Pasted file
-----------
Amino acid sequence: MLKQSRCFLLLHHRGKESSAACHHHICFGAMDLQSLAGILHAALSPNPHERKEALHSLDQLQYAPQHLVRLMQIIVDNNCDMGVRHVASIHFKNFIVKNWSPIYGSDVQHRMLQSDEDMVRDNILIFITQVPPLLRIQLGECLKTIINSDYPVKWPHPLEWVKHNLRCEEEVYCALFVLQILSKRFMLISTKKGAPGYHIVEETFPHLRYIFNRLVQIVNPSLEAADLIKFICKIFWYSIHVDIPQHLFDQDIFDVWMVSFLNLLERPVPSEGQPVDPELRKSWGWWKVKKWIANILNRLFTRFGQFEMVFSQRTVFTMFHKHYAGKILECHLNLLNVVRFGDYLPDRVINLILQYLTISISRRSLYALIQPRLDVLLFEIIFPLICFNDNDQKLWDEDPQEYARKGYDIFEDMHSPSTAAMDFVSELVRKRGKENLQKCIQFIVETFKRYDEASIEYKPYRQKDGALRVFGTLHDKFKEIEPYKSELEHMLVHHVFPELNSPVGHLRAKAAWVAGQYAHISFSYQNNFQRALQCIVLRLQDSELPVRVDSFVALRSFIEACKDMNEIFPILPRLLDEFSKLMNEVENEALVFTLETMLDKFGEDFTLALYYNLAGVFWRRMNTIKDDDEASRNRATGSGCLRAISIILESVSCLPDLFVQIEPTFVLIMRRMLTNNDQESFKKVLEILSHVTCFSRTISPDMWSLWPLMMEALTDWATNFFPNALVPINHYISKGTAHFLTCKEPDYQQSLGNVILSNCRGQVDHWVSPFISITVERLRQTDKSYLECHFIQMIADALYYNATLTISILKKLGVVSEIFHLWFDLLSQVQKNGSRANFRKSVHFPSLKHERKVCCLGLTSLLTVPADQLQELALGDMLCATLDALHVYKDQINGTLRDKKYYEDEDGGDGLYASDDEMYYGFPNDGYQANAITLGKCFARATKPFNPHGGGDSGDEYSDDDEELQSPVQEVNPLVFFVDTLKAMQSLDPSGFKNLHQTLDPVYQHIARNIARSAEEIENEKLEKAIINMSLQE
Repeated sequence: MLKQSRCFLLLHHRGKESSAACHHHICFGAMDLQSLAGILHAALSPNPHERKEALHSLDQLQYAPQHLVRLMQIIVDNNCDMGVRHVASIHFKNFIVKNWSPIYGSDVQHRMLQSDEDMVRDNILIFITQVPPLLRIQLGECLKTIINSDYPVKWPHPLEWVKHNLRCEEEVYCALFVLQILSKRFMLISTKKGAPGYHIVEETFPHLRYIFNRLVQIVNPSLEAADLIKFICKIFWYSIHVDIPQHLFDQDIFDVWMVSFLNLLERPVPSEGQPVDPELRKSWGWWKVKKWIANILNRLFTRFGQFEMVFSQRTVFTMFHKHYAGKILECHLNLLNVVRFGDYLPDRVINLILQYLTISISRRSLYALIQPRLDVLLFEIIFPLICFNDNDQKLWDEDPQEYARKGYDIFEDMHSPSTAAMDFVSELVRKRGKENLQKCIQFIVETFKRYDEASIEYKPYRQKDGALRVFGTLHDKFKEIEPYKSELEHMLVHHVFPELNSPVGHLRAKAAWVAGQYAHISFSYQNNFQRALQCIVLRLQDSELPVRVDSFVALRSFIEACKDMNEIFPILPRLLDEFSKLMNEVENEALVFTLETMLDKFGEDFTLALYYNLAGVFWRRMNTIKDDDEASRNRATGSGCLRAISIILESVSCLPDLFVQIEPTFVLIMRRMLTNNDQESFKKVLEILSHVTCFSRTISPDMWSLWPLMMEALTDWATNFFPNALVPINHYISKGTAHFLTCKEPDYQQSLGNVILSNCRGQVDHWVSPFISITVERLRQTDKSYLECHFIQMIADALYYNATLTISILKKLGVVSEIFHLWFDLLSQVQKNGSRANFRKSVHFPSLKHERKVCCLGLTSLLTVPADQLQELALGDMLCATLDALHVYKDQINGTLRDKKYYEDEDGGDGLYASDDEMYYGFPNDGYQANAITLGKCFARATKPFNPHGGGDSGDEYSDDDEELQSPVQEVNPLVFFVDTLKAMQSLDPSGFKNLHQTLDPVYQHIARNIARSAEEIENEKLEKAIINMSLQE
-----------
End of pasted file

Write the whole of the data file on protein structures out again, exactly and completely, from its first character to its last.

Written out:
Amino acid sequence: MLKQSRCFLLLHHRGKESSAACHHHICFGAMDLQSLAGILHAALSPNPHERKEALHSLDQLQYAPQHLVRLMQIIVDNNCDMGVRHVASIHFKNFIVKNWSPIYGSDVQHRMLQSDEDMVRDNILIFITQVPPLLRIQLGECLKTIINSDYPVKWPHPLEWVKHNLRCEEEVYCALFVLQILSKRFMLISTKKGAPGYHIVEETFPHLRYIFNRLVQIVNPSLEAADLIKFICKIFWYSIHVDIPQHLFDQDIFDVWMVSFLNLLERPVPSEGQPVDPELRKSWGWWKVKKWIANILNRLFTRFGQFEMVFSQRTVFTMFHKHYAGKILECHLNLLNVVRFGDYLPDRVINLILQYLTISISRRSLYALIQPRLDVLLFEIIFPLICFNDNDQKLWDEDPQEYARKGYDIFEDMHSPSTAAMDFVSELVRKRGKENLQKCIQFIVETFKRYDEASIEYKPYRQKDGALRVFGTLHDKFKEIEPYKSELEHMLVHHVFPELNSPVGHLRAKAAWVAGQYAHISFSYQNNFQRALQCIVLRLQDSELPVRVDSFVALRSFIEACKDMNEIFPILPRLLDEFSKLMNEVENEALVFTLETMLDKFGEDFTLALYYNLAGVFWRRMNTIKDDDEASRNRATGSGCLRAISIILESVSCLPDLFVQIEPTFVLIMRRMLTNNDQESFKKVLEILSHVTCFSRTISPDMWSLWPLMMEALTDWATNFFPNALVPINHYISKGTAHFLTCKEPDYQQSLGNVILSNCRGQVDHWVSPFISITVERLRQTDKSYLECHFIQMIADALYYNATLTISILKKLGVVSEIFHLWFDLLSQVQKNGSRANFRKSVHFPSLKHERKVCCLGLTSLLTVPADQLQELALGDMLCATLDALHVYKDQINGTLRDKKYYEDEDGGDGLYASDDEMYYGFPNDGYQANAITLGKCFARATKPFNPHGGGDSGDEYSDDDEELQSPVQEVNPLVFFVDTLKAMQSLDPSGFKNLHQTLDPVYQHIARNIARSAEEIENEKLEKAIINMSLQE
Repeated sequence: MLKQSRCFLLLHHRGKESSAACHHHICFGAMDLQSLAGILHAALSPNPHERKEALHSLDQLQYAPQHLVRLMQIIVDNNCDMGVRHVASIHFKNFIVKNWSPIYGSDVQHRMLQSDEDMVRDNILIFITQVPPLLRIQLGECLKTIINSDYPVKWPHPLEWVKHNLRCEEEVYCALFVLQILSKRFMLISTKKGAPGYHIVEETFPHLRYIFNRLVQIVNPSLEAADLIKFICKIFWYSIHVDIPQHLFDQDIFDVWMVSFLNLLERPVPSEGQPVDPELRKSWGWWKVKKWIANILNRLFTRFGQFEMVFSQRTVFTMFHKHYAGKILECHLNLLNVVRFGDYLPDRVINLILQYLTISISRRSLYALIQPRLDVLLFEIIFPLICFNDNDQKLWDEDPQEYARKGYDIFEDMHSPSTAAMDFVSELVRKRGKENLQKCIQFIVETFKRYDEASIEYKPYRQKDGALRVFGTLHDKFKEIEPYKSELEHMLVHHVFPELNSPVGHLRAKAAWVAGQYAHISFSYQNNFQRALQCIVLRLQDSELPVRVDSFVALRSFIEACKDMNEIFPILPRLLDEFSKLMNEVENEALVFTLETMLDKFGEDFTLALYYNLAGVFWRRMNTIKDDDEASRNRATGSGCLRAISIILESVSCLPDLFVQIEPTFVLIMRRMLTNNDQESFKKVLEILSHVTCFSRTISPDMWSLWPLMMEALTDWATNFFPNALVPINHYISKGTAHFLTCKEPDYQQSLGNVILSNCRGQVDHWVSPFISITVERLRQTDKSYLECHFIQMIADALYYNATLTISILKKLGVVSEIFHLWFDLLSQVQKNGSRANFRKSVHFPSLKHERKVCCLGLTSLLTVPADQLQELALGDMLCATLDALHVYKDQINGTLRDKKYYEDEDGGDGLYASDDEMYYGFPNDGYQANAITLGKCFARATKPFNPHGGGDSGDEYSDDDEELQSPVQEVNPLVFFVDTLKAMQSLDPSGFKNLHQTLDPVYQHIARNIARSAEEIENEKLEKAIINMSLQE